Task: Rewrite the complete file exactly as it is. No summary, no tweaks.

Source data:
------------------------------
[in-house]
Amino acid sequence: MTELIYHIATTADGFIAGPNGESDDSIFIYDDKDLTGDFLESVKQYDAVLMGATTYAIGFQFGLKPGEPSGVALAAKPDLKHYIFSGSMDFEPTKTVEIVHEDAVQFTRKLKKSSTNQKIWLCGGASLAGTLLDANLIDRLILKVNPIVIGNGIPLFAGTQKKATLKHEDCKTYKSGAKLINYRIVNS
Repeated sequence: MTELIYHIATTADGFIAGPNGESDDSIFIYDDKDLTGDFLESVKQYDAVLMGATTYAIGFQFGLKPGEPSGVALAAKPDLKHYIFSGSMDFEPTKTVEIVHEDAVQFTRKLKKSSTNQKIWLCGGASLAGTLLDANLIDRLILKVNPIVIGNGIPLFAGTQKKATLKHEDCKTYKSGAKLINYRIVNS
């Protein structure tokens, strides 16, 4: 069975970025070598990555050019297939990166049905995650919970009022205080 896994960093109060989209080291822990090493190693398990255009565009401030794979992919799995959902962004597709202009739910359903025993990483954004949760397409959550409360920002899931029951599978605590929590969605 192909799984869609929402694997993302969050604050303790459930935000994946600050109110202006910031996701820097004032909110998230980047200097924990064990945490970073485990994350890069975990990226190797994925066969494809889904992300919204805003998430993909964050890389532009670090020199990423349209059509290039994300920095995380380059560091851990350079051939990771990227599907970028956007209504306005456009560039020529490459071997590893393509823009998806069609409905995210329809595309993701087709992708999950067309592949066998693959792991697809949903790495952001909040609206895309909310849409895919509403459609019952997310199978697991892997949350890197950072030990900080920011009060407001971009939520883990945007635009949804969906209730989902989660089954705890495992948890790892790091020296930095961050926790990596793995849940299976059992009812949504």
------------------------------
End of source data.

[in-house]
Amino acid sequence: MTELIYHIATTADGFIAGPNGESDDSIFIYDDKDLTGDFLESVKQYDAVLMGATTYAIGFQFGLKPGEPSGVALAAKPDLKHYIFSGSMDFEPTKTVEIVHEDAVQFTRKLKKSSTNQKIWLCGGASLAGTLLDANLIDRLILKVNPIVIGNGIPLFAGTQKKATLKHEDCKTYKSGAKLINYRIVNS
Repeated sequence: MTELIYHIATTADGFIAGPNGESDDSIFIYDDKDLTGDFLESVKQYDAVLMGATTYAIGFQFGLKPGEPSGVALAAKPDLKHYIFSGSMDFEPTKTVEIVHEDAVQFTRKLKKSSTNQKIWLCGGASLAGTLLDANLIDRLILKVNPIVIGNGIPLFAGTQKKATLKHEDCKTYKSGAKLINYRIVNS
């Protein structure tokens, strides 16, 4: 069975970025070598990555050019297939990166049905995650919970009022205080 896994960093109060989209080291822990090493190693398990255009565009401030794979992919799995959902962004597709202009739910359903025993990483954004949760397409959550409360920002899931029951599978605590929590969605 192909799984869609929402694997993302969050604050303790459930935000994946600050109110202006910031996701820097004032909110998230980047200097924990064990945490970073485990994350890069975990990226190797994925066969494809889904992300919204805003998430993909964050890389532009670090020199990423349209059509290039994300920095995380380059560091851990350079051939990771990227599907970028956007209504306005456009560039020529490459071997590893393509823009998806069609409905995210329809595309993701087709992708999950067309592949066998693959792991697809949903790495952001909040609206895309909310849409895919509403459609019952997310199978697991892997949350890197950072030990900080920011009060407001971009939520883990945007635009949804969906209730989902989660089954705890495992948890790892790091020296930095961050926790990596793995849940299976059992009812949504």